"Knowledge will forever govern ignorance; and a people who mean to be their own governors must arm themselves with the power which knowledge gives." So said James Madison, and after the revolution, Georgians realized the fledgling republic would survive only with educated citizens.
In 1784, the General Assembly set aside 40,000 acres for a state university. Abraham Baldwin wrote and the legislature granted a charter for the institution that became the University of Georgia. The charter was revolutionary: it set up an educational system under secular control and support of the state rather than the church. It was a clarion call for Georgians to meet the responsibilities of independent statehood.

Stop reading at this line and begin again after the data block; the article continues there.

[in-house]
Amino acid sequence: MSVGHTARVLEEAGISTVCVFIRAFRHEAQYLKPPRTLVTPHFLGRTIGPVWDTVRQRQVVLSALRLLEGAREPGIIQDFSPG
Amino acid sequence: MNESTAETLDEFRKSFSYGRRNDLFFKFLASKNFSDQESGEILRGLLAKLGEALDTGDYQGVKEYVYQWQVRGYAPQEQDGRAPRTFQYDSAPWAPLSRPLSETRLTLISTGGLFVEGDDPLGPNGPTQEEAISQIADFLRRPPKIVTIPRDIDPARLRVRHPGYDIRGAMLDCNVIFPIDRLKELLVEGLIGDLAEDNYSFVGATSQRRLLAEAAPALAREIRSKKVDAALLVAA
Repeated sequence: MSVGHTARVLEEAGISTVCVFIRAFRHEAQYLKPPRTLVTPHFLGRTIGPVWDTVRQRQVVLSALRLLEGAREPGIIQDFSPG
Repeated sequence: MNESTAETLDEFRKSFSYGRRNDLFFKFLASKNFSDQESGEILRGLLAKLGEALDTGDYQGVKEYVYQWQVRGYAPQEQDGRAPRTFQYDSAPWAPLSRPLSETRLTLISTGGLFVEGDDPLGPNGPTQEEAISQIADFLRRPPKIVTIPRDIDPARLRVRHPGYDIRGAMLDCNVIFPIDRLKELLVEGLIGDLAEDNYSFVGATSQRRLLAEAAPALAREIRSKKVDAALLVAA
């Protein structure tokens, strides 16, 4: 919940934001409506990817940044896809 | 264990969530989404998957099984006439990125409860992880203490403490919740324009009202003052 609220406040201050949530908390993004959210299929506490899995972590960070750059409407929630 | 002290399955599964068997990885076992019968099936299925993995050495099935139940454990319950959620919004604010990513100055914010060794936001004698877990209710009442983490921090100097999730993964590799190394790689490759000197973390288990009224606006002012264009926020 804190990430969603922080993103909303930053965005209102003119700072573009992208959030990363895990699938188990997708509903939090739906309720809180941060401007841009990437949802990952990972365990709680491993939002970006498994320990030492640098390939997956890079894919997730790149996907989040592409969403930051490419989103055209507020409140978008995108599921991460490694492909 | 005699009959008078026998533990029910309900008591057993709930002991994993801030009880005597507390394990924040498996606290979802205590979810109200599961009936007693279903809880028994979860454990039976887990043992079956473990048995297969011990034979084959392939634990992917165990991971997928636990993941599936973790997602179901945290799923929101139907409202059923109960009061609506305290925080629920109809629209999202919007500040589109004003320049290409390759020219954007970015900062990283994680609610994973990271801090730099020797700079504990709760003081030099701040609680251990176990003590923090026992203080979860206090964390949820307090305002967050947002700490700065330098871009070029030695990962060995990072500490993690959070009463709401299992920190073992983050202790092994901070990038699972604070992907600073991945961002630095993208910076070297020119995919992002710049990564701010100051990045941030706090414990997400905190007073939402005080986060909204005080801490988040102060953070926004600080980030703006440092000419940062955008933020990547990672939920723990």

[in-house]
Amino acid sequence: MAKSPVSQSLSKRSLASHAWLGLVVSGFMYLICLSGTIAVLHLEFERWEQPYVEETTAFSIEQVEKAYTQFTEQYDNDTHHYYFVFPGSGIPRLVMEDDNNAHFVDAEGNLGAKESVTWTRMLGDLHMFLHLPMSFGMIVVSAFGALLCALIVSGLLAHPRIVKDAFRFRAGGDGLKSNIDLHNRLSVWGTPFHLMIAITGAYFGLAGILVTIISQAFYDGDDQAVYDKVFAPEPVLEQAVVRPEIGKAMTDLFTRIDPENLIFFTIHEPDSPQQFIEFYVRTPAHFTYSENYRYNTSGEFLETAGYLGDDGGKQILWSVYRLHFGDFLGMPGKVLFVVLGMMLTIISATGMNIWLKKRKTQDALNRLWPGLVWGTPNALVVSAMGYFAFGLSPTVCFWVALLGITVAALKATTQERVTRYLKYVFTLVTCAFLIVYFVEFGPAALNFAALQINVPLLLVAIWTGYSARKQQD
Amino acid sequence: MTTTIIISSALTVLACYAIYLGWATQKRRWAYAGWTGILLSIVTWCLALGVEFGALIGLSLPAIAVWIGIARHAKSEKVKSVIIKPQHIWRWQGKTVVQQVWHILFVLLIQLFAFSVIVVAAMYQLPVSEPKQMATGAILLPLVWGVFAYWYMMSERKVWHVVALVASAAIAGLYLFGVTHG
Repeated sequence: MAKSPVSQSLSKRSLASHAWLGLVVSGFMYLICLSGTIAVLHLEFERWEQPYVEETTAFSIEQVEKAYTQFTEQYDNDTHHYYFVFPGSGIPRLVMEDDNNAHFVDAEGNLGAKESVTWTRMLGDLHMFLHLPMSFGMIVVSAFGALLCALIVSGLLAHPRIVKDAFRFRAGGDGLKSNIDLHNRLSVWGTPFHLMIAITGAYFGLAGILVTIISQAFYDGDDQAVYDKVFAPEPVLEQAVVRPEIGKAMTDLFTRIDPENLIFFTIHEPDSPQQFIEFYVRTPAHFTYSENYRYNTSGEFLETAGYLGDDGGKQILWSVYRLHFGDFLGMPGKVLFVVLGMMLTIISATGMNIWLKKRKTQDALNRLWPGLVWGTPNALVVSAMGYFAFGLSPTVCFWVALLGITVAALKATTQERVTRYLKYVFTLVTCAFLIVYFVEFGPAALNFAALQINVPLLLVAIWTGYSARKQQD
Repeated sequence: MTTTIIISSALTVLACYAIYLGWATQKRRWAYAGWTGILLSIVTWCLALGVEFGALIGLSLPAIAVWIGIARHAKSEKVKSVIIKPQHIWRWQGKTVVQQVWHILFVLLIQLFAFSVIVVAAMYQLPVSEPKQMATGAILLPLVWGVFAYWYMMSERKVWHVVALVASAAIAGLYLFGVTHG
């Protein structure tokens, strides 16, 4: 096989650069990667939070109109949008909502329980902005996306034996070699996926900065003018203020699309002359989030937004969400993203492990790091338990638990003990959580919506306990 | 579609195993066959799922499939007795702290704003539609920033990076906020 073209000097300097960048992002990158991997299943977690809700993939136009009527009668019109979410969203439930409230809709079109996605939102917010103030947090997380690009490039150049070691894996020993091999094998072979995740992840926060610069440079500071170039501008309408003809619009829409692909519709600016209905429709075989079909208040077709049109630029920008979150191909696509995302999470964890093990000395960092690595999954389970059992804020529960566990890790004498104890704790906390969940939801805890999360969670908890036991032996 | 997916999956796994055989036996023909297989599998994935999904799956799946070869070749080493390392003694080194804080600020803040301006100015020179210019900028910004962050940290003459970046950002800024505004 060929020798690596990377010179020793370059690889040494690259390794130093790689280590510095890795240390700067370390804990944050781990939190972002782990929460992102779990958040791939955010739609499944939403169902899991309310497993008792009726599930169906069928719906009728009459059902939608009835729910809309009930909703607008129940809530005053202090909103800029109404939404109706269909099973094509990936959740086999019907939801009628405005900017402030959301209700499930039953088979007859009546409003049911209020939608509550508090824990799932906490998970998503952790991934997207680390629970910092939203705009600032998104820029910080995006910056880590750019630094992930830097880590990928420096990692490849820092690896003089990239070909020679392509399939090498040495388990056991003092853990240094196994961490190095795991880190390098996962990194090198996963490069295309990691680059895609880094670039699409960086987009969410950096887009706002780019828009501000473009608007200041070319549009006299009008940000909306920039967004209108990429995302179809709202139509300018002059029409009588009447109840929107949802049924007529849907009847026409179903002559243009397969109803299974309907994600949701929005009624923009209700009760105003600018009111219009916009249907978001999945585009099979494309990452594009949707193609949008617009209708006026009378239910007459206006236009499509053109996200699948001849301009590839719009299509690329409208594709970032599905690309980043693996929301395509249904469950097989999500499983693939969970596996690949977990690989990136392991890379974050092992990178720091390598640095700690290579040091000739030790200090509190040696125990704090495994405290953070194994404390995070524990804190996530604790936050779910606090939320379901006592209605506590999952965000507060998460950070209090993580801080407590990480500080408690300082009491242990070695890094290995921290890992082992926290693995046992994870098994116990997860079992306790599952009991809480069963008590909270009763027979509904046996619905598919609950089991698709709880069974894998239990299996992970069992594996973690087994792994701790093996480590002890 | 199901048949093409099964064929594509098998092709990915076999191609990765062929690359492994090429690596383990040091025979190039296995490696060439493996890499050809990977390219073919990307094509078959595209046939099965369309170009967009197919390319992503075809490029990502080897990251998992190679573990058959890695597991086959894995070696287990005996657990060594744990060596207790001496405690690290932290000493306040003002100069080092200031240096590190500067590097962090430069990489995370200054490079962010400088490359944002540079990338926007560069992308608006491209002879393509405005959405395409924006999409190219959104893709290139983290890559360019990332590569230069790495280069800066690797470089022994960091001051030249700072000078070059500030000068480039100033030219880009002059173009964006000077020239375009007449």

The university that flourishes on the banks of the Oconee stands as a tangible link to the enlightenment and the philosophy that the state is responsible for preparing young people for leadership.
The first university in the nation chartered by a state government began on January 27, 1785, Today in Georgia History.
Today in Georgia History is a joint collaboration of the Georgia Historical Society & Georgia Public Broadcasting.